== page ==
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TRPV1, TRPA1, and CB1 in the isolated vagus nerve--axonal chemosensitivity and control of neuropeptide release.
Neuropeptides. 2011 Dec; 45(6):391-400.N

Abstract

Vagal sensory afferents innervating airways and abdominal tissues express TRPV1 and TRPA1, two depolarizing calcium permeable ion channels playing a major role in sensing environmental irritants and endogenous metabolites which cause neuropeptide release and neurogenic inflammation. Here we have studied axonal chemosensitivity and control of neuropeptide release from the isolated rat and mouse vagus nerve by using prototypical agonists of these transduction channels - capsaicin, mustard oil and the specific endogenous activators, anandamide (methyl arachidonyl ethanolamide, mAEA), and acrolein, respectively. Capsaicin evoked iCGRP release from the rat vagus nerve with an EC₅₀ of 0.12 μM. Co-application of mAEA had a dual effect: nanomolar concentrations of mAEA (0.01 μM) significantly reduced capsaicin-evoked iCGRP release while concentrations ≥ 1 μM mAEA had sensitizing effects. Only 100 μM mAEA directly augmented iCGRP release by itself. In the mouse, 310 μM mAEA increased release in wildtype and TRPA1-/- mice which could be inhibited by capsazepine (10 μM) and was completely absent in TRPV1-/- mice. CB1-/- and CB1/CB2 double -/- mice equally displayed increased sensitivity to mAEA (100 μM) and a sensitizing effect to capsaicin, in contrast to wildtypes. Acrolein and mustard oil (MO)--at μM concentrations--induced a TRPA1-dependent iCGRP release; however, millimolar concentrations of mustard oil (>1mM) evoked iCGRP release by activating TRPV1, confirming recent evidence for TRPV1 agonism of high mustard oil concentrations. Taken together, we present evidence for functional expression of excitatory TRPV1, TRPA1, and inhibitory CB1 receptors along the sensory fibers of the vagus nerve which lend pathophysiological relevance to the axonal membrane and the control of neuropeptide release that may become important in cases of inflammation or neuropathy. Sensitization and possible ectopic discharge may contribute to the development of autonomic dysregulation in visceral tissues that are innervated by the vagus nerve.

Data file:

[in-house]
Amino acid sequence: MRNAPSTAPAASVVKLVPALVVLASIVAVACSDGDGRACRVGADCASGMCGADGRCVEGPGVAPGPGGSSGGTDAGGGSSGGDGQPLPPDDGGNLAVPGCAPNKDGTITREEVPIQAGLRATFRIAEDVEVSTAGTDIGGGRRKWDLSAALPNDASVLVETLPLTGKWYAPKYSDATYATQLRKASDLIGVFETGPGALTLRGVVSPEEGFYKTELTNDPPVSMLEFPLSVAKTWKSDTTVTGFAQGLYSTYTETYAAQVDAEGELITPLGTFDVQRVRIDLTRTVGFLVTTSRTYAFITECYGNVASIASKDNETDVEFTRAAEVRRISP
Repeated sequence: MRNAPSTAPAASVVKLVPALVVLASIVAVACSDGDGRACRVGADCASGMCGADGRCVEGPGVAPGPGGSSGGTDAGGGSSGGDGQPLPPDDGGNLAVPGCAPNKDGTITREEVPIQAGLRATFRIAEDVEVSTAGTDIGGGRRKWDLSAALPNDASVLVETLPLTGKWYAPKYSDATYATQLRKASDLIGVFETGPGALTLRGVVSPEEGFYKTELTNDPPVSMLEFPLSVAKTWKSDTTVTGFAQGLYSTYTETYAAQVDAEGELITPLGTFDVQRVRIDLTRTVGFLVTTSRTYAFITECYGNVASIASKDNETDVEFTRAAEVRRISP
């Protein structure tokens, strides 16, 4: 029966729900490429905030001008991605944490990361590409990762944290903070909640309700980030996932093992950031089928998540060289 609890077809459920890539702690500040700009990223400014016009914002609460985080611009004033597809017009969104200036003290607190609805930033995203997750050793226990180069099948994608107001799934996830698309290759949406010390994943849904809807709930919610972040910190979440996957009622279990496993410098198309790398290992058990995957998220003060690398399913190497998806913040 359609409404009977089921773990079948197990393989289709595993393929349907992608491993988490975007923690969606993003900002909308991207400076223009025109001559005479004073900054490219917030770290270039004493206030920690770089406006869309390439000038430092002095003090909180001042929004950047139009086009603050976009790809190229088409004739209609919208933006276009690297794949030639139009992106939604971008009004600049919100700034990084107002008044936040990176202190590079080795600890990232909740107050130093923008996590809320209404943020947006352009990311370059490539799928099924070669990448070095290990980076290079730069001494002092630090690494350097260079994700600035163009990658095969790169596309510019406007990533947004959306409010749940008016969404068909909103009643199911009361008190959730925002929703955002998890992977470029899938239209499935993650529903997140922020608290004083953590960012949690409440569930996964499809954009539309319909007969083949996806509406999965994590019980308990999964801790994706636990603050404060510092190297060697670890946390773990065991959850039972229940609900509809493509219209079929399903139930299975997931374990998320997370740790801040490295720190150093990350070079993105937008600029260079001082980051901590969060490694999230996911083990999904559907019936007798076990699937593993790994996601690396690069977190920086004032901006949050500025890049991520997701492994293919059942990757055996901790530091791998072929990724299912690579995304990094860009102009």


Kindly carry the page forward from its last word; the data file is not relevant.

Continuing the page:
Authors+Show Affiliations

Institute of Physiology and Pathophysiology, University of Erlangen-Nürnberg, Erlangen, Germany. konrad.weller@kfa.imed.uni-erlangen.deNo affiliation info availableNo affiliation info available

Pub Type(s)

Journal Article

Language

eng

PubMed ID

21868092

Citation

Weller, K, et al. "TRPV1, TRPA1, and CB1 in the Isolated Vagus Nerve--axonal Chemosensitivity and Control of Neuropeptide Release." Neuropeptides, vol. 45, no. 6, 2011, pp. 391-400.
Weller K, Reeh PW, Sauer SK. TRPV1, TRPA1, and CB1 in the isolated vagus nerve--axonal chemosensitivity and control of neuropeptide release. Neuropeptides. 2011;45(6):391-400.
Weller, K., Reeh, P. W., & Sauer, S. K. (2011). TRPV1, TRPA1, and CB1 in the isolated vagus nerve--axonal chemosensitivity and control of neuropeptide release. Neuropeptides, 45(6), 391-400. https://doi.org/10.1016/j.npep.2011.07.011